After task learning, rats showed stable behavior across testing sessions (Figure 1b). To quantify behavioral performance and stability across sessions, we fitted choice behavior with psychometric functions that included parameters for sensitivity (reflecting perceptual noise), bias (the tendency to take one specific action) and lapse rate (stimulus-independent occasional errors possibly reflecting attentional or learning deficits) (Figure 1a, b). We found that in well-trained rats, the bias was near zero (2±4.6 %Odor A (mean± S.D), p = 0.08, signed rank test). Likewise, lapse rates were low (3±4%), indicating that for easy stimuli rats’ performance was near perfect and not substantially degraded by attention or incomplete learning. Lapse rate, sensitivity and bias remained stable over sessions, indicating that rats reached asymptotic performance (Figure 1b, 14/16 rats, p > 0.1, linear regression).

Despite the stable, asymptotic performance for easy decisions, previous trials had substantial effects on subsequent choices (Figure 1c). In order to assess the effects of reinforcement on perceptual decisions, we calculated conditional psychometric functions. We first considered the effect of previous choice (Figure 1c). Psychometric functions were systematically biased by previously rewarded choices: after correct leftward choices rats tended to make a left choice. Conversely, following correct rightward choices, animals made rightward choices more often (F = 29.8, p=0.001, 2-way ANOVA).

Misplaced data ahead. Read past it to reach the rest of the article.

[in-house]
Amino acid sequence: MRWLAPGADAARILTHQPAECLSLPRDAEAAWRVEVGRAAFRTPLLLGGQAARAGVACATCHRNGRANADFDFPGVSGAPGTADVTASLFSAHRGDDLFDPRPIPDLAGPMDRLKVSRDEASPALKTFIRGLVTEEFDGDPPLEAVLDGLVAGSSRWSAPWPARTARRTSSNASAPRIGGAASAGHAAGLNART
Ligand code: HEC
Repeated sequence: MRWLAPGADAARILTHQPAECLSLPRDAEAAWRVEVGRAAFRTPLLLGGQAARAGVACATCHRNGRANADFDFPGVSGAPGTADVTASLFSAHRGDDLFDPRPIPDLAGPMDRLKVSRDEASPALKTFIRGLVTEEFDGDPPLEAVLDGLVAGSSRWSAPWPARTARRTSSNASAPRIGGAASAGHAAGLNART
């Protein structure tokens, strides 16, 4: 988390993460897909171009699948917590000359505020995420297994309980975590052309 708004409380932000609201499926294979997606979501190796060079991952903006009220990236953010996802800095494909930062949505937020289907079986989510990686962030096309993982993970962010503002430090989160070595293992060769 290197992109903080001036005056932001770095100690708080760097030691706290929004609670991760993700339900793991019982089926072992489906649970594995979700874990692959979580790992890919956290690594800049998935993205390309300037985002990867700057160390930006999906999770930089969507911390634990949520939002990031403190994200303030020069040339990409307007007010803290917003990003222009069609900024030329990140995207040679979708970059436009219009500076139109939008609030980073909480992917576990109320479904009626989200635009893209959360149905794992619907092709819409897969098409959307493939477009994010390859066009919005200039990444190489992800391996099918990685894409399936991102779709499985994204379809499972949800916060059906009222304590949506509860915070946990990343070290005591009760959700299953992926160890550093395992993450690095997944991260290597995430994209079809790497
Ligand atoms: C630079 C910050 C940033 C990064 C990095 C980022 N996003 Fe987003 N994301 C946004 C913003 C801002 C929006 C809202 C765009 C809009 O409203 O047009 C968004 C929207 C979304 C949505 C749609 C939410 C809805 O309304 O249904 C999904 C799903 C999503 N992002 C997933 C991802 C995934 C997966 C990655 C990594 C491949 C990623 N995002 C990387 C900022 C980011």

The effects of the previous decision on subsequent choices also depended on the difficulty of the previous choices (Figure 1d-g). We computed psychometric functions after correct (and hence rewarded) trials separately for different stimuli of the previous trial (Figure 1d). The resulting psychometric functions were systematically biased towards the recently rewarded side for difficult decisions (Figure 1e). Rats tended to repeat their previous choices particularly when they succeeded to correctly categorize a challenging odor mixture and earn reward (Figure 1e). We quantified the magnitude of this choice bias for each pair of current and previous stimuli (Figure 1d, see Materials and methods). To do so, we subtracted the average psychometric curve (computed from all trials) from each psychometric curve computed conditional on the specific previous correct stimulus, and plotted the size and sign of this difference (positive: bias to choose A; negative: bias to choose B) (Figure 1d,f). To summarize choice biases, we then averaged these differences across trials in which the current choice was easy or difficult (Figure 1d,g). The magnitude of this choice bias was proportional to the difficulty of the previous decision, in addition to the difficulty of the current decision (Figure 1f). Updating was minimal when the current stimulus was easy, regardless of the difficulty of the previous decision (Figure 1g, squares). This is because the data points are overlapping when the current stimulus is easy, and hence the distance between them is close to zero (Figure 1d,e). When the current stimulus was difficult, updating was also minimal after correct easy choices, whereas it was strong following correct difficult choices (Figure 1g, circles, p=0.0002, rank sum test). Thus, when the current sensory evidence was strong, it determined the choice, without detectable effects of the previous trial (Figure 1g, squares). However, when the sensory evidence in the current trial was weak, the previous reward influenced choices only if the reward was earned in a difficult trial (Figure 1g, circles). The difficulty of previous decision did not influence the slope (sensitivity) nor the lapse of psychometric curves in the next trial (p>0.1 rank sum test). Additionally, plotting the psychometric curves conditional on the specific stimulus in the previous trial but separated according to the outcome of the previous trial (correct vs error) further illustrated that past outcome influence subsequent choice in particular when the previous choice was difficult (Figure 1—figure supplement 1). Together, these observations indicate that the effects of past rewards on perceptual choices depend on the difficulty of the previous perceptual judgments.